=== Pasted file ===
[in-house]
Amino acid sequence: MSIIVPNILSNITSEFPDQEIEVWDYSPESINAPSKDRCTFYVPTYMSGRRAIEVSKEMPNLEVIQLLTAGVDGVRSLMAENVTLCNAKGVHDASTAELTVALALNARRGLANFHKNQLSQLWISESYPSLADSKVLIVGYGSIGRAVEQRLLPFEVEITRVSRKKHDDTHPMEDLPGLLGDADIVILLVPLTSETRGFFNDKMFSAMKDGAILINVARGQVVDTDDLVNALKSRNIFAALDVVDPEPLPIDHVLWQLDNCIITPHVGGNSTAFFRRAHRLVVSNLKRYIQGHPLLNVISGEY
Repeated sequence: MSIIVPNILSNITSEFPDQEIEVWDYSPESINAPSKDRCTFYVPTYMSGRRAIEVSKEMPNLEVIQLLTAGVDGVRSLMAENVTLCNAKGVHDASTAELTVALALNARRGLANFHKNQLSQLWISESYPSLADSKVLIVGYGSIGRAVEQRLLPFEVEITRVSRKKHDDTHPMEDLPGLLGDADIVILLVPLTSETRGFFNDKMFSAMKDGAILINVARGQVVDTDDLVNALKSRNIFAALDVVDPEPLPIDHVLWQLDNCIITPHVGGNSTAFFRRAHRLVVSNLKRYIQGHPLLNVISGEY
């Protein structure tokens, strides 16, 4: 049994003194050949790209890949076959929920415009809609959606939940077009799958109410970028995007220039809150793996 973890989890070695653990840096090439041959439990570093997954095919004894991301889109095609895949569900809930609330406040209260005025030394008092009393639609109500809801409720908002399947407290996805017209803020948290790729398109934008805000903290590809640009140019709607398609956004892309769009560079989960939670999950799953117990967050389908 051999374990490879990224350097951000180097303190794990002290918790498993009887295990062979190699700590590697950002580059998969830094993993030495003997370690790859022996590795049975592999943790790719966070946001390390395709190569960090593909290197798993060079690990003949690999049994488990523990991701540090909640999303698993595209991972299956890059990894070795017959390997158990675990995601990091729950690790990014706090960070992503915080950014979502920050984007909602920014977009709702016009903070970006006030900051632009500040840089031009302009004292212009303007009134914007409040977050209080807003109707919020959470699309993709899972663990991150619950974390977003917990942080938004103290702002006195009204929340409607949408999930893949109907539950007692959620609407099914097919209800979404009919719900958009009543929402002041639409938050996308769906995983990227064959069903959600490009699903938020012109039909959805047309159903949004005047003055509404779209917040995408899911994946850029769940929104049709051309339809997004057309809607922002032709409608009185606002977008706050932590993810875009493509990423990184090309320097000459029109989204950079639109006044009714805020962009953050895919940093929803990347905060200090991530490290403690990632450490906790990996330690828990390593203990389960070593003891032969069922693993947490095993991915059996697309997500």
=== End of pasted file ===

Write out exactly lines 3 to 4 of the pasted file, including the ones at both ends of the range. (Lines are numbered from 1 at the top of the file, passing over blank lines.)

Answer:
Repeated sequence: MSIIVPNILSNITSEFPDQEIEVWDYSPESINAPSKDRCTFYVPTYMSGRRAIEVSKEMPNLEVIQLLTAGVDGVRSLMAENVTLCNAKGVHDASTAELTVALALNARRGLANFHKNQLSQLWISESYPSLADSKVLIVGYGSIGRAVEQRLLPFEVEITRVSRKKHDDTHPMEDLPGLLGDADIVILLVPLTSETRGFFNDKMFSAMKDGAILINVARGQVVDTDDLVNALKSRNIFAALDVVDPEPLPIDHVLWQLDNCIITPHVGGNSTAFFRRAHRLVVSNLKRYIQGHPLLNVISGEY
């Protein structure tokens, strides 16, 4: 049994003194050949790209890949076959929920415009809609959606939940077009799958109410970028995007220039809150793996 973890989890070695653990840096090439041959439990570093997954095919004894991301889109095609895949569900809930609330406040209260005025030394008092009393639609109500809801409720908002399947407290996805017209803020948290790729398109934008805000903290590809640009140019709607398609956004892309769009560079989960939670999950799953117990967050389908 051999374990490879990224350097951000180097303190794990002290918790498993009887295990062979190699700590590697950002580059998969830094993993030495003997370690790859022996590795049975592999943790790719966070946001390390395709190569960090593909290197798993060079690990003949690999049994488990523990991701540090909640999303698993595209991972299956890059990894070795017959390997158990675990995601990091729950690790990014706090960070992503915080950014979502920050984007909602920014977009709702016009903070970006006030900051632009500040840089031009302009004292212009303007009134914007409040977050209080807003109707919020959470699309993709899972663990991150619950974390977003917990942080938004103290702002006195009204929340409607949408999930893949109907539950007692959620609407099914097919209800979404009919719900958009009543929402002041639409938050996308769906995983990227064959069903959600490009699903938020012109039909959805047309159903949004005047003055509404779209917040995408899911994946850029769940929104049709051309339809997004057309809607922002032709409608009185606002977008706050932590993810875009493509990423990184090309320097000459029109989204950079639109006044009714805020962009953050895919940093929803990347905060200090991530490290403690990632450490906790990996330690828990390593203990389960070593003891032969069922693993947490095993991915059996697309997500």